Follow along with us as we make these cute oxen shaped candy holders!
Coloring Page Link:
Day 1 | Friday, February 12, 6:00 PM CST
Unity Dragon & Lion Dance Troupe
Join us for a performance with the Unity Dragon & Lion Dance Troupe. The troupe specializes in traditional lion dance and martial arts with the goal to unite people through their shared love and passion of lion dance. Regardless of background, race, or gender, they accept all people who are willing to uphold the traditions that have been passed through generations. Their coaches and members train hard every week in order to give the best performance possible.
Day 2 | Saturday, February 13, 11:30 AM CST
Book Reading: “Year of the Ox” by Oliver Chin
Join Mei, Olivia the Ox, and author Oliver Chin for an exciting tale from the Chinese zodiac. Enjoy Olivia’s sensational adventure, as she grows up to discover her true character. A special Year of the Ox zodiac craft will follow the reading. Best for children ages 4-6. Older and younger siblings welcome!
About the Book
The fun-loving calf Olivia befriends the girl Mei, and the two become inseparable soul sisters. But pulling her weight on the farm is no easy task for the young ox. Suddenly, when her buddy and village are in trouble, can Olivia show her best qualities? This calf of golden character will appeal to fans of the classic children’s tale Ferdinand.
About the Author
Oliver Chin has written more than twenty books, including the series Tales from the Chinese Zodiac, The Asian Hall of Fame (The Discovery of Ramen, Fireworks & Gunpowder, and Anime & Manga), and Julie Black Belt. He co-authored the critically-acclaimed illustrated anthology Awesome Asian Americans: 20 Stars Who Made America Amazing. He created the graphic novel 9 of 1: A Window to the World, and wrote The Tao of Yao: Insights from Basketball’s Brightest Big Man. Called “an expert in Pacific Rim pop culture” by the San Jose Mercury News, Oliver presents at schools, libraries, and cultural organizations nationwide.
Day 2 | Saturday, February 13, 6:00 PM CST
New Year Sweet Rice Cakes “Nian Gao”
Join us for a demonstration of how to pan fry fresh traditional Nian Gao Sweet Rice Cakes with Annie Hu of Tea Cup Cafe.
Nián Gāo (年糕) New Year Sweet Rice Cakes are eaten year-round but are most often traditionally eaten for the Lunar New Year and make popular gifts. The sweet rice cakes symbolize progress, advancement, and growth. “Nián” (年) means “year,” and “gāo” (糕) is a homonym for “gāo” (高), which means, “tall,” “high,” or “expensive.” Traditional sweet rice cakes are made of rice flour and brown sugar or red beans; today, different flavors like taro or mung bean are available.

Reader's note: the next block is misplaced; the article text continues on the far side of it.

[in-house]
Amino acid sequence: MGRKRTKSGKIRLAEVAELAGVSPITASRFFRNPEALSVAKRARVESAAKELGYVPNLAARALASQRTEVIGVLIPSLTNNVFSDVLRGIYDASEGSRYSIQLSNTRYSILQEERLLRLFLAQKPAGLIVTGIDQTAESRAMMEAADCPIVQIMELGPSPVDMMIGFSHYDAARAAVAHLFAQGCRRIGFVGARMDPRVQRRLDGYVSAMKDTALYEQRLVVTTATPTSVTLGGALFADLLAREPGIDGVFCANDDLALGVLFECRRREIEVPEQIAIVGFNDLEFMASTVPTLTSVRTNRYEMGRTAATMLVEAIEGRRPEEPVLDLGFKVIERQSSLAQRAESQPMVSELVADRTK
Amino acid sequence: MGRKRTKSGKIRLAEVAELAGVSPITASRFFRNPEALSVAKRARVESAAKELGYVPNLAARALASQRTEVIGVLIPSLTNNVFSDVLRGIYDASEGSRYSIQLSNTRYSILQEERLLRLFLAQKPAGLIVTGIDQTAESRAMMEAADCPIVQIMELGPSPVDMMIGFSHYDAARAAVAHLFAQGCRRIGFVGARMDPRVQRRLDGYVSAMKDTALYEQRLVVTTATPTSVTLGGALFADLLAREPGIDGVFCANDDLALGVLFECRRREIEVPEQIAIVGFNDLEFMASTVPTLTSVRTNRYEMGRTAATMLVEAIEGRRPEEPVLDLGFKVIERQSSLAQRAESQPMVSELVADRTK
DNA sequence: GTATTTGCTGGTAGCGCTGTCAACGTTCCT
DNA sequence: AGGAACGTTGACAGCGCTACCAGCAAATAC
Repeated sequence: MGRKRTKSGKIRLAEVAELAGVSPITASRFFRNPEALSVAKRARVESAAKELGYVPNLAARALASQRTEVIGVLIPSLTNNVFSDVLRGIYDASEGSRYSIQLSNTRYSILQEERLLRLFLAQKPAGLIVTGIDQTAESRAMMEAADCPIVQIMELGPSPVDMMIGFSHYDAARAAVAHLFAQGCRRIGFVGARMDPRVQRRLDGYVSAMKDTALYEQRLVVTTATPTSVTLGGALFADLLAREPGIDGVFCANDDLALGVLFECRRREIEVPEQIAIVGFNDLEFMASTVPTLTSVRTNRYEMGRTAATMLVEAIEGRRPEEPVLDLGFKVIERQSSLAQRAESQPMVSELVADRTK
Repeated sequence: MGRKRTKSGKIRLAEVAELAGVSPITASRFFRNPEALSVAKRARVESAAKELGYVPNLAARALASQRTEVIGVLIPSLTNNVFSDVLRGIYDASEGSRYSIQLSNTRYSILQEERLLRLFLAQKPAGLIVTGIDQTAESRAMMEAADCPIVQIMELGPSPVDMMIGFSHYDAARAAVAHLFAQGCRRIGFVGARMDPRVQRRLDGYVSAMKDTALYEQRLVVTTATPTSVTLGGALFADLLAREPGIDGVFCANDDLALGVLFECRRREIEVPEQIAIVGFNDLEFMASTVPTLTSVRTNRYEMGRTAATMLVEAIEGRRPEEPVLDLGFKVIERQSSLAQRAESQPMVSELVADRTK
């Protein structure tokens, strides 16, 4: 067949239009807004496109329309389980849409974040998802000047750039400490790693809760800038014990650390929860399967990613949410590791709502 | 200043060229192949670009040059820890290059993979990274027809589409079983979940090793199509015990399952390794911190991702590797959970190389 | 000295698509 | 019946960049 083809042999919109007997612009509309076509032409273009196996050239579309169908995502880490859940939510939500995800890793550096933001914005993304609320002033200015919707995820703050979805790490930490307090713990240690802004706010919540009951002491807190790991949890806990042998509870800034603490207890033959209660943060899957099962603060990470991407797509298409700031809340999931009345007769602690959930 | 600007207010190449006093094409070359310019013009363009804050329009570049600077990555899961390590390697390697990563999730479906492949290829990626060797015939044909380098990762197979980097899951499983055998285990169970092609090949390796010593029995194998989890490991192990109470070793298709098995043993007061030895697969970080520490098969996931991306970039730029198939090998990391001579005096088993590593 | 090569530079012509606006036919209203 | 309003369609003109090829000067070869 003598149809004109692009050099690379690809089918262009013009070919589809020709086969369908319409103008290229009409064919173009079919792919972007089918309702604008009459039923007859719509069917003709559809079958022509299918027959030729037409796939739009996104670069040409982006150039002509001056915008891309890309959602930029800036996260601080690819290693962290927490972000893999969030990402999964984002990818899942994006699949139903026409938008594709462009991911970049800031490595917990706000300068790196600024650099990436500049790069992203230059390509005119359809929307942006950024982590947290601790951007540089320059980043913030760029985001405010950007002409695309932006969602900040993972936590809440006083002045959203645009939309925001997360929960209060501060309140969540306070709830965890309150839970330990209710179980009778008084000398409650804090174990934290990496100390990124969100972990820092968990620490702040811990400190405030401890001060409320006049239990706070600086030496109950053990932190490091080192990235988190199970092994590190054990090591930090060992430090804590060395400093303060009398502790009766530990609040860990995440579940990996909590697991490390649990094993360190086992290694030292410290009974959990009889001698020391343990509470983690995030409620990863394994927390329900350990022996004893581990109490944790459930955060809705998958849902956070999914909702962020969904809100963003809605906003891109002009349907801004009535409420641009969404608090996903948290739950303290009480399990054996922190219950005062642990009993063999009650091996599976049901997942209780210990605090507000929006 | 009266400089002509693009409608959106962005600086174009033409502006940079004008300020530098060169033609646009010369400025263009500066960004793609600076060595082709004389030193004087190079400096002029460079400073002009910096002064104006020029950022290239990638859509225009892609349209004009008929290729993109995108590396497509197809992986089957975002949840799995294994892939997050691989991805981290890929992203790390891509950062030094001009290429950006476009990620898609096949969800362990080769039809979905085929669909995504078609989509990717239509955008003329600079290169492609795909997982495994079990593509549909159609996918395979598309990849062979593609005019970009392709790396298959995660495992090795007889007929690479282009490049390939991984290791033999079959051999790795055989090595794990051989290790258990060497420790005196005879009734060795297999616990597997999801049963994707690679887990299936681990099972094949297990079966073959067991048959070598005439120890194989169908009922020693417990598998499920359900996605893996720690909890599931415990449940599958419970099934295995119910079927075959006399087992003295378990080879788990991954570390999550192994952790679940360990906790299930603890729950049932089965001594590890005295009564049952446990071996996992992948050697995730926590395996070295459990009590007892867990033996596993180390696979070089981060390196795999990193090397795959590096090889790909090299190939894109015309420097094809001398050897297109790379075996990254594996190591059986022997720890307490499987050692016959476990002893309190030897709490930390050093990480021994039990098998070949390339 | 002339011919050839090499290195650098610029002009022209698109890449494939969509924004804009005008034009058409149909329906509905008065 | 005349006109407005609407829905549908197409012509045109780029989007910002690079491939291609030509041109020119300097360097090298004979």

Day 3 | Sunday, February 14, 11:30 AM CST
Kam Mak Book Reading and Discussion
Join us for a memorable book reading and discussion renowned artist Kam Mak.
Mr. Mak’s most recent book My Chinatown: One Year In Poems received a starred review from Kirkus Reviews and is about a little boy growing up in Chinatown. My Chinatown was the Parent’s Choice 2002 Recommended Award Winner by the Parents’ Choice Foundation. Mr. Mak was awarded a gold medal for the cover art for The Kite Rider and silver medals for the cover art for My Chinatown from the Society of Illustrators 45th Annual Exhibition in 2003. Mr. Mak's art of the Koi fish for USPS's new note card stamp was released in Spring 2009 and his art has graced the second series of the USPS Lunar New Year Stamps, an OCA project and this year’s USPS commemorative Forever stamp of Professor Emerita Chien-Shiung Wu, one of the most influential nuclear physicists of the 20th century.
Day 4 | Monday, February 15, 11:30 AM CST
How to Make Dumplings with Chef YinJoin us to make Northern Style Dumplings, Southern Steamed Dumplings, and
Shanghai Soup Dumplings
During Lunar New Year, many families make special dishes or treats that normally are not made because they are very time-consuming. Some families gather together and have hotpot together to save time from having to precook a large variety of dishes. Traditionally, this was also the time that families have more dishes made with fresh meat before the invention of refrigeration. Northern parts of China typically have boiled dumplings while southern parts of China developed various steamed dumplings.
Learn traditional northern style dumplings and different ways to wrap southern style steamed dumplings; and get an introduction to Shanghai soup dumplings.
Day 5 | Tuesday, February 16, 11:30 AM CST
Wontons are like the easier version of dumplings because there’s no need to make the wrapper skins themself. They can be purchased at most Asian grocery stores in the frozen section. All you have to do is add in the filling and wrap them. Eaten all over Asia and China, every place has made their own styles with different fillings, wrapping styles, and eaten either in a soup, or deep fried with a dipping sauce.
“In Mandarin, they are called huntun (simplified Chinese: 馄饨; traditional Chinese: 餛飩; pinyin: húntun). In Cantonese, they are called wantan (simplified Chinese: 云吞; traditional Chinese: 雲吞; Jyutping: wan4tan1; Cantonese Yale: wàhn tān), which literally means "cloud swallow" because when they are cooked, the dumplings float in the broth like small clouds.” — Wikipedia
Day 6 | Wednesday, February 17, 6:00 PM CST
Today's screenings are cancelled due to recent Texas freezing weather and statewide power loss. Thank you for your understanding.
Day 7 | Thursday, February 18, 7:30 PM CST
Healing Through Walking Meditation
Learn about the labyrinth, create your own, and learn how to use it in meditation. —– Amy Malkan is a public artist, artrepreneur and community developer. She is best known for her contemporary style infused with Indian and Asian motifs within her murals and art installations.
Day 8 | Friday, February 19, 8:30 PM CST
Healing Through History — Building A Bridge Between Religion, Spirituality And Wellness by Keshav Kant